LFF Review: 1976

In 1973, President Salvador Allende’s left-wing political alliance was overthrown by a military coupe d’état. This followed a period of social unrest and political turmoil. Led by General Augusto Pinochet, a group of military chiefs took control and formed a junta. Ending a period of relative stability when Chile was hailed as an example of how democracy could work in South America. 1976 looks at where the country is a few years into this dictatorship.

While her husband (Alejandro Goic) is working as a doctor at a hospital in Santiago, Carmen (Aline Küppenheim) has travelled to the coast to oversee renovations on her family’s summer home. When she’s approached by a local priest (Hugo Medina) to treat an injured ‘common criminal’ (Nicolás Sepúlveda) the former Red Cross nurse feels duty bound to help. However, it soon becomes evident that there’s more to this than meets the eye.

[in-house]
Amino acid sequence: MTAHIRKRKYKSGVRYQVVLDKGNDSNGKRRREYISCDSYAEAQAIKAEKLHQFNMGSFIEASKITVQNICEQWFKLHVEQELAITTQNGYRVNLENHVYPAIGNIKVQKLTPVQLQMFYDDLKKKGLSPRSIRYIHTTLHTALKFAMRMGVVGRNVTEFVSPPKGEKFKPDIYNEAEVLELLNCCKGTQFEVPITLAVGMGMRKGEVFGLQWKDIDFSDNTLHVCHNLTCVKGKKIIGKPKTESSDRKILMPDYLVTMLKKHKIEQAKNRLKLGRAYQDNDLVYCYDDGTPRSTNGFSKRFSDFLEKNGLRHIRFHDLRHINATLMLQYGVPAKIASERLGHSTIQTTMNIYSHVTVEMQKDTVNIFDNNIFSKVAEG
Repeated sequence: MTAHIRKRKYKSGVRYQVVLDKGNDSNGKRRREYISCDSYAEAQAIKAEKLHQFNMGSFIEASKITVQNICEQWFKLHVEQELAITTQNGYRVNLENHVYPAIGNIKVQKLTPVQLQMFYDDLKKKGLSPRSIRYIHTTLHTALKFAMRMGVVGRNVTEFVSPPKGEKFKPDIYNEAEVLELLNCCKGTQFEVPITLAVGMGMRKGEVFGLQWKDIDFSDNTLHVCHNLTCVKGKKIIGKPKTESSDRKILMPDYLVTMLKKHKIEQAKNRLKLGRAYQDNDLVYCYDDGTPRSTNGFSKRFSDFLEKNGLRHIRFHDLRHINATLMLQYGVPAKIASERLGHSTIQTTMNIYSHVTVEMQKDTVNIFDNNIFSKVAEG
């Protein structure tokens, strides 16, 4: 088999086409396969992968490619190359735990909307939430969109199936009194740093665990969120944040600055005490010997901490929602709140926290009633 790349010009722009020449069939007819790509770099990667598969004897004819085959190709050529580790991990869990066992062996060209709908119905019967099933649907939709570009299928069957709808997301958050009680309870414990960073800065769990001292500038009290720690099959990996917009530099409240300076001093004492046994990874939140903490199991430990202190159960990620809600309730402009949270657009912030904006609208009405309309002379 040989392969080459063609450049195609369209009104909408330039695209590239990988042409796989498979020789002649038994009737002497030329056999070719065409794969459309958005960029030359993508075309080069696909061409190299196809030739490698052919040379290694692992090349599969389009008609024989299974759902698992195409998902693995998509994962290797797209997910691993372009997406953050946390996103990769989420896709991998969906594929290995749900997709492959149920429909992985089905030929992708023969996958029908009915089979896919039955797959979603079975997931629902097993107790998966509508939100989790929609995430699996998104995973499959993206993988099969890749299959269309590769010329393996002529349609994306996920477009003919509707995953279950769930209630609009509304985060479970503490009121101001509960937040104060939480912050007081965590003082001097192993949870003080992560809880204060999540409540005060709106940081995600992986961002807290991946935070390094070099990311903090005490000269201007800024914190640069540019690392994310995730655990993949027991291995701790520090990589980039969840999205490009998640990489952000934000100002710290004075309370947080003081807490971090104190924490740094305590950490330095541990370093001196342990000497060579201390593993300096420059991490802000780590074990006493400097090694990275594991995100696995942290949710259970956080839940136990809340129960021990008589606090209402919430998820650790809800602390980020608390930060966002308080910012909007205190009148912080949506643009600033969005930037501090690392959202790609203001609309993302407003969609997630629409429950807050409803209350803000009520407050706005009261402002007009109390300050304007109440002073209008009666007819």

1976 is a tense political thriller which transports its lead through a gamut of emotions and increasingly perilous situations. Manuela Martelli’s drama works so well thanks to a great central performance from Küppenheim and a deft handle on the pacing. The tension is gradually ramped up as Carmen’s paranoia grows. Disaster lurks in the shadows, stalking her footsteps. This fear of discovery drives 1976 to its eventual conclusion.

1976 screens at London Film Festival.

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